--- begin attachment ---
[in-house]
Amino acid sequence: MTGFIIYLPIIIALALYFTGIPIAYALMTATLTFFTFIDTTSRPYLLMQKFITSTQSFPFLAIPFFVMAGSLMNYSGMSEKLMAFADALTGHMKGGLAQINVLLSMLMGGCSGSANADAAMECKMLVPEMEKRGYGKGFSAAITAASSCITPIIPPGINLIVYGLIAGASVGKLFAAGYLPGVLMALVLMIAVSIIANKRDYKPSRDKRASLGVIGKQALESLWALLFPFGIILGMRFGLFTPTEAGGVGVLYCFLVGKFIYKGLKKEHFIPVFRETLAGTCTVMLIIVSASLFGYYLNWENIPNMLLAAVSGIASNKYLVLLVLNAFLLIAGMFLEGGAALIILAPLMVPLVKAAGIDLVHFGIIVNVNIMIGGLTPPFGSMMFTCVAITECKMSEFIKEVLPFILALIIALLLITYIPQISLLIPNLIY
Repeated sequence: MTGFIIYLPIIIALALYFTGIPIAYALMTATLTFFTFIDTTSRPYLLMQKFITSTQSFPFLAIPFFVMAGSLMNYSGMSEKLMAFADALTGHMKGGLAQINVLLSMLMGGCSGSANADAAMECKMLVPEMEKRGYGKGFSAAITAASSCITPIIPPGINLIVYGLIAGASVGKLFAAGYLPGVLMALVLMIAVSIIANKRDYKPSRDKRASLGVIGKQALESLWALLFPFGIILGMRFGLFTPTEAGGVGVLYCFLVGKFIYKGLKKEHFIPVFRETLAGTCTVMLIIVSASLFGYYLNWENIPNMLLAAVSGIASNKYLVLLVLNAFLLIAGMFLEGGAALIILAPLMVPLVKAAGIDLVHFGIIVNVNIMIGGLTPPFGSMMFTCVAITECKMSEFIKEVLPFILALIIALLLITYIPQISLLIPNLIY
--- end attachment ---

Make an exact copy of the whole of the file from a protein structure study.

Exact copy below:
[in-house]
Amino acid sequence: MTGFIIYLPIIIALALYFTGIPIAYALMTATLTFFTFIDTTSRPYLLMQKFITSTQSFPFLAIPFFVMAGSLMNYSGMSEKLMAFADALTGHMKGGLAQINVLLSMLMGGCSGSANADAAMECKMLVPEMEKRGYGKGFSAAITAASSCITPIIPPGINLIVYGLIAGASVGKLFAAGYLPGVLMALVLMIAVSIIANKRDYKPSRDKRASLGVIGKQALESLWALLFPFGIILGMRFGLFTPTEAGGVGVLYCFLVGKFIYKGLKKEHFIPVFRETLAGTCTVMLIIVSASLFGYYLNWENIPNMLLAAVSGIASNKYLVLLVLNAFLLIAGMFLEGGAALIILAPLMVPLVKAAGIDLVHFGIIVNVNIMIGGLTPPFGSMMFTCVAITECKMSEFIKEVLPFILALIIALLLITYIPQISLLIPNLIY
Repeated sequence: MTGFIIYLPIIIALALYFTGIPIAYALMTATLTFFTFIDTTSRPYLLMQKFITSTQSFPFLAIPFFVMAGSLMNYSGMSEKLMAFADALTGHMKGGLAQINVLLSMLMGGCSGSANADAAMECKMLVPEMEKRGYGKGFSAAITAASSCITPIIPPGINLIVYGLIAGASVGKLFAAGYLPGVLMALVLMIAVSIIANKRDYKPSRDKRASLGVIGKQALESLWALLFPFGIILGMRFGLFTPTEAGGVGVLYCFLVGKFIYKGLKKEHFIPVFRETLAGTCTVMLIIVSASLFGYYLNWENIPNMLLAAVSGIASNKYLVLLVLNAFLLIAGMFLEGGAALIILAPLMVPLVKAAGIDLVHFGIIVNVNIMIGGLTPPFGSMMFTCVAITECKMSEFIKEVLPFILALIIALLLITYIPQISLLIPNLIY